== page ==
Why there’s hope: That process is complicated and Pruitt’s task is daunting, though he’ll no doubt dive in with vigor. But Trump’s directive is more a symbol than anything else. “The executive order has no legal significance at all,” Richard L. Revesz, a professor of environmental law at New York University, told the New York Times. “It’s like the president calling Scott Pruitt and telling him to start the legal proceedings. It does the same thing as a phone call or a tweet. It just signals that the president wants it to happen.” Even officials in the Trump Administration admit the process of undoing, rewriting and approving the new rule could take years. And assuming that process can be completed before a more environmentally-friendly administration takes office, there will be a bevy of lawsuits challenging Pruitt’s work. Even if the Trump administration can get this done — and that’s a big “if” — the Supreme Court is likely to have the final say.
Reviving Contentious Pipeline Projects
What Trump did: Days after taking office, Trump leaped with glee into the controversy swirling around the proposed Dakota Access and Keystone XL oil pipelines. The president signed a pair of memoranda paving the way for revival and completion of both projects. Previously, the Obama administration had rejected the Keystone XL pipeline in 2015, and stalled the Dakota Access pipeline by denying the project’s company, Energy Transfer Partners, the final permit needed to drill under Lake Oahe — a reservoir on the Missouri River that provides drinking and sacred water to local Native American tribes. The Trump administration recently granted TransCanada the final permit needed to proceed with construction of the Keystone XL project. “Today we begin to make things right,” the President said, continuing his obsessive assault on Obama-era policy.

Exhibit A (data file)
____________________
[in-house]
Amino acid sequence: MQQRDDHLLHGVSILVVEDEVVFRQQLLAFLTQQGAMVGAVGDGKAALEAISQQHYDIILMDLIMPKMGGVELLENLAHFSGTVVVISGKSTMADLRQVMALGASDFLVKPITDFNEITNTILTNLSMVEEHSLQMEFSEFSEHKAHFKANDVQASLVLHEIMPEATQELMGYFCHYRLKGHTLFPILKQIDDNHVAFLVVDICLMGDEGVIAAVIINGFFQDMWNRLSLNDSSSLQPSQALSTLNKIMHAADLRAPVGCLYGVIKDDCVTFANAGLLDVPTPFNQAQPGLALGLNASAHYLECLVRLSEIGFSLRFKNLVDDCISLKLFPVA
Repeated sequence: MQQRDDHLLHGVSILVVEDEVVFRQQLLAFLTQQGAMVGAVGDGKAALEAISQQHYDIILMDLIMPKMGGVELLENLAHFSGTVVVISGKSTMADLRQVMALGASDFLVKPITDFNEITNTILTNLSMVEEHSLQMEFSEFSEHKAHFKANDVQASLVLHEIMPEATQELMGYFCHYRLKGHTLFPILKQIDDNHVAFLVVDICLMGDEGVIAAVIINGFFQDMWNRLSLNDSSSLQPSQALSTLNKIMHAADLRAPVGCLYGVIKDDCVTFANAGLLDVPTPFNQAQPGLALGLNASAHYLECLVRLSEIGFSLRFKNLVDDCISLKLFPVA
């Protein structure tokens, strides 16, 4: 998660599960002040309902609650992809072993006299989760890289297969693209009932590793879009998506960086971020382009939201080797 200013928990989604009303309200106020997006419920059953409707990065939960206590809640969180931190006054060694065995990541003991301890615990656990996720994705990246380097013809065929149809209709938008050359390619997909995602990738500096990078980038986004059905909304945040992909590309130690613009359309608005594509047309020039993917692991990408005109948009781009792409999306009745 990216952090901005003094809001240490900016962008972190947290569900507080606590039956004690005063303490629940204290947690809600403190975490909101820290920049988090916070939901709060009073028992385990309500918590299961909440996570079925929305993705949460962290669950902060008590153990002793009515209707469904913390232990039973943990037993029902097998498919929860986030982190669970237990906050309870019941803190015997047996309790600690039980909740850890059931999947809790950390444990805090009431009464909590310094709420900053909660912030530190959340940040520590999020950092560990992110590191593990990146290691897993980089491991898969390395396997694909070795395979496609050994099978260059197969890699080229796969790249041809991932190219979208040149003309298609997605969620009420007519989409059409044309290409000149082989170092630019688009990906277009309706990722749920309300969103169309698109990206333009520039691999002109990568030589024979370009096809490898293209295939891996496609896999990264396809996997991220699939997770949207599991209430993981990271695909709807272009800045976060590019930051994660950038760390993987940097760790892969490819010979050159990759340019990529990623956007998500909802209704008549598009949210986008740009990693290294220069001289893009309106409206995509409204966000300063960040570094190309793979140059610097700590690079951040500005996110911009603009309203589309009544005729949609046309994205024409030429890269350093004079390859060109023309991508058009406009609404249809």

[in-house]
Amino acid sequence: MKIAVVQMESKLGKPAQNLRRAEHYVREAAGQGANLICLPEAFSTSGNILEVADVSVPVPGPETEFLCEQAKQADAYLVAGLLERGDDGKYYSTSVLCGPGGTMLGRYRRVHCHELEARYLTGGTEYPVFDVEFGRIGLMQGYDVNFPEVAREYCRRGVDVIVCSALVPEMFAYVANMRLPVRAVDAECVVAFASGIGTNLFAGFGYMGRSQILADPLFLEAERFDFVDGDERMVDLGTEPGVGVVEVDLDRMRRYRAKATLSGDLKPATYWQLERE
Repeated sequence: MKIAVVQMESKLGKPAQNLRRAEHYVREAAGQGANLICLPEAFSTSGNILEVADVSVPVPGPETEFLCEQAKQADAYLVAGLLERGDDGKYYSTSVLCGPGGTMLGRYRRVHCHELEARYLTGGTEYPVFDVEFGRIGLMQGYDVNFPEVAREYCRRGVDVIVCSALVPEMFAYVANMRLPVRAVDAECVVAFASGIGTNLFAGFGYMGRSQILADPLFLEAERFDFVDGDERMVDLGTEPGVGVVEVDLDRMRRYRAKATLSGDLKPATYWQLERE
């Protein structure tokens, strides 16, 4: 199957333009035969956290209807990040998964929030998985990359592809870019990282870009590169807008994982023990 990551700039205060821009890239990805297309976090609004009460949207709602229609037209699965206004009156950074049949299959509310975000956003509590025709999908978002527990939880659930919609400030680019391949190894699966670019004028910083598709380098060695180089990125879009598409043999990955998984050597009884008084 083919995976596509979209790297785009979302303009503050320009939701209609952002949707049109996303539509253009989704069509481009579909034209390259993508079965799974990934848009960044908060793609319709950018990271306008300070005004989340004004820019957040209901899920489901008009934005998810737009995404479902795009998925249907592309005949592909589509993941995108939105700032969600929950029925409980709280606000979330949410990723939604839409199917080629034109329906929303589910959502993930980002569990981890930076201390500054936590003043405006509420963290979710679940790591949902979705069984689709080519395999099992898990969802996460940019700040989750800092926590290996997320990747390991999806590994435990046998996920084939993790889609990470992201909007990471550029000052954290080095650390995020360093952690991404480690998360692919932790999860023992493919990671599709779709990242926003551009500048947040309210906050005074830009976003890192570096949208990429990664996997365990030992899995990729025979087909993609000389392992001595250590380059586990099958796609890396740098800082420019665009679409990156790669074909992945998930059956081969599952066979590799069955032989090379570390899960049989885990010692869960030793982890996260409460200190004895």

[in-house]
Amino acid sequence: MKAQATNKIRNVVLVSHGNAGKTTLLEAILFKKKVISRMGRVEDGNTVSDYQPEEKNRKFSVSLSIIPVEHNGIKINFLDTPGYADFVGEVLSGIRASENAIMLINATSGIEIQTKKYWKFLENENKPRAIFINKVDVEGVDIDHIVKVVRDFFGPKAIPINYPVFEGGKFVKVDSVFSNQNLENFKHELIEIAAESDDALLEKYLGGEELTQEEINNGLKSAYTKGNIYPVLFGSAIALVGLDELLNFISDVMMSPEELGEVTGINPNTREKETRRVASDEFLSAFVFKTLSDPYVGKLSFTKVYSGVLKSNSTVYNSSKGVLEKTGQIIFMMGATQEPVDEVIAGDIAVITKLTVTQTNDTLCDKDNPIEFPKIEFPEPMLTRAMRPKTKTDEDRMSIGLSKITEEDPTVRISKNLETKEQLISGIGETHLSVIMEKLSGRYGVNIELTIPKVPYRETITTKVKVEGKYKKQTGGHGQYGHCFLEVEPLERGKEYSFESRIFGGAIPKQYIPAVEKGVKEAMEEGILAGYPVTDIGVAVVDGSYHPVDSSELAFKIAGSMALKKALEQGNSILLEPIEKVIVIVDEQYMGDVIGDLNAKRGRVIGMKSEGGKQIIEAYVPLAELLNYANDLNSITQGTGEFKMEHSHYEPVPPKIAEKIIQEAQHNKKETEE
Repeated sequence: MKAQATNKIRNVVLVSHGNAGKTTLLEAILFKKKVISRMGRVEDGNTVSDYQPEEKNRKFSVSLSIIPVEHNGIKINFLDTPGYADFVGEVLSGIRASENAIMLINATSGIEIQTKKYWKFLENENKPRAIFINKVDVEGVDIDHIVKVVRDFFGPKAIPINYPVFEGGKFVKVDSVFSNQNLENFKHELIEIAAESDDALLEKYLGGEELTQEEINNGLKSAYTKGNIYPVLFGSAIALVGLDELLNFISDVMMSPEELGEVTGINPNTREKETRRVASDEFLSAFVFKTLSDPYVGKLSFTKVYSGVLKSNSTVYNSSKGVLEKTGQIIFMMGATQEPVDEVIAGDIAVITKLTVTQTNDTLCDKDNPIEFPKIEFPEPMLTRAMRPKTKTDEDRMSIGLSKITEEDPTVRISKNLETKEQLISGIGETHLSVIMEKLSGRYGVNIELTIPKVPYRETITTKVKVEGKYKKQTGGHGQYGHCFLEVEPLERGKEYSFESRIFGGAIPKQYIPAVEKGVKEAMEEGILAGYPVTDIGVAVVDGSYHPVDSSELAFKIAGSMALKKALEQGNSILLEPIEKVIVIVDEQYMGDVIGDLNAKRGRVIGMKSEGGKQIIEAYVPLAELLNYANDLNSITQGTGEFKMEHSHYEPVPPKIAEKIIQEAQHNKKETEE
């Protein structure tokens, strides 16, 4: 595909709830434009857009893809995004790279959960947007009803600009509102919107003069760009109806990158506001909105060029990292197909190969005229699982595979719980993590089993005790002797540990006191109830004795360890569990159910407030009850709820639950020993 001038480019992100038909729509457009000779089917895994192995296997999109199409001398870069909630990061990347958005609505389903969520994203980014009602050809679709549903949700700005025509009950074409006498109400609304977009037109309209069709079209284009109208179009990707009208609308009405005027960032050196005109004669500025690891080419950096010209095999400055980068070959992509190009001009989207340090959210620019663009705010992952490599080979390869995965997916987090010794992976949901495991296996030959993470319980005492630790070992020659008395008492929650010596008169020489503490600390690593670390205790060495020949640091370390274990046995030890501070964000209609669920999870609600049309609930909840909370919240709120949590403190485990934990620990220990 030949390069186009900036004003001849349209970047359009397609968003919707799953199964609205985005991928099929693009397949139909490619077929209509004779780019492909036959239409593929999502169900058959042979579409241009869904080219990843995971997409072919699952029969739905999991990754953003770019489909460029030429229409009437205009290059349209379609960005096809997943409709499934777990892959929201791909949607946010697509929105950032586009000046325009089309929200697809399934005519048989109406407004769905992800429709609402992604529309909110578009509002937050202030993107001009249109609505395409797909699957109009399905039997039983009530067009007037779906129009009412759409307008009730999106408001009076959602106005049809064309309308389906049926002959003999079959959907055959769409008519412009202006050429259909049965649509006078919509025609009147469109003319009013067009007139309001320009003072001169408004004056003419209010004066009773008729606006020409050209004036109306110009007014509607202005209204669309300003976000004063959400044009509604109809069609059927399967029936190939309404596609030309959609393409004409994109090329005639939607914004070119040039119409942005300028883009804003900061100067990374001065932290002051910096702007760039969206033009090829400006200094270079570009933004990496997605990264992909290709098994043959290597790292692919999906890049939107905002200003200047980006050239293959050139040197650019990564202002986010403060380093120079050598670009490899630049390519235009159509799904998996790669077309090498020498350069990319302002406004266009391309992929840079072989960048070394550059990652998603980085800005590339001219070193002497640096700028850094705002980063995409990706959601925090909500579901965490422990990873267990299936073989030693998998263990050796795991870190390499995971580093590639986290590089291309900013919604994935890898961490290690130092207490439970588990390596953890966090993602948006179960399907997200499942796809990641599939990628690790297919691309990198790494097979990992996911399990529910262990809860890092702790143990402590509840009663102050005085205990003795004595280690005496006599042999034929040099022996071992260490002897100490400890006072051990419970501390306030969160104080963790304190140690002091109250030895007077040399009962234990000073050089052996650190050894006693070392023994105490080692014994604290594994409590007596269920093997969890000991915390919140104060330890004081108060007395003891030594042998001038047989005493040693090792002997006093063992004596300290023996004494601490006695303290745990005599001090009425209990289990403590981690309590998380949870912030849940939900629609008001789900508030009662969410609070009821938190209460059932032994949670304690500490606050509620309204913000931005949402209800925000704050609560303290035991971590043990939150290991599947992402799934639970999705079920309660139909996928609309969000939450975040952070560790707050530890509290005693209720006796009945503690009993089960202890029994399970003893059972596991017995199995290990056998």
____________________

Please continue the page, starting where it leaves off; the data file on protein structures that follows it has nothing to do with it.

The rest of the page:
Why there’s hope: With oil flowing under Lake Oahe, it’s difficult to be optimistic, at least as far as the Dakota Access Pipeline is concerned. Still, hope abounds. Tribes are vowing to continue the legal battle, challenging the project on environmental and cultural grounds. If they win, the pipeline could be shut down. And in Iowa, the Sierra Club and local landowners are appealing a lawsuit to the state’s Supreme Court, challenging the use of eminent domain to seize land for the project. Prospects for resisting the Keystone XL pipeline are looking even better. A coalition of environmental groups, including the Sierra Club and Natural Resources Defense Council, have filed a lawsuit claiming the federal permit was issued without proper environmental review. Nebraska, one of the states the proposed pipeline will cross, also has to approve the project based on whether it will be in the best interest of its citizens. The divestiture movement is surging, with major cities like Seattle pulling billions of dollars out of banks backing the pipelines. And on a grander scale, the resistance to both projects has helped create a blueprint for demonstration and forced the government to acknowledge and consult Native Americans, which could impact the process and feasibility of future pipelines.
There are plenty of reasons to keep fighting. Don’t give up yet. In the words of Shawshank Redemption‘s Andy Dufresne: “Hope is a good thing, maybe the best of things, and no good thing ever dies.”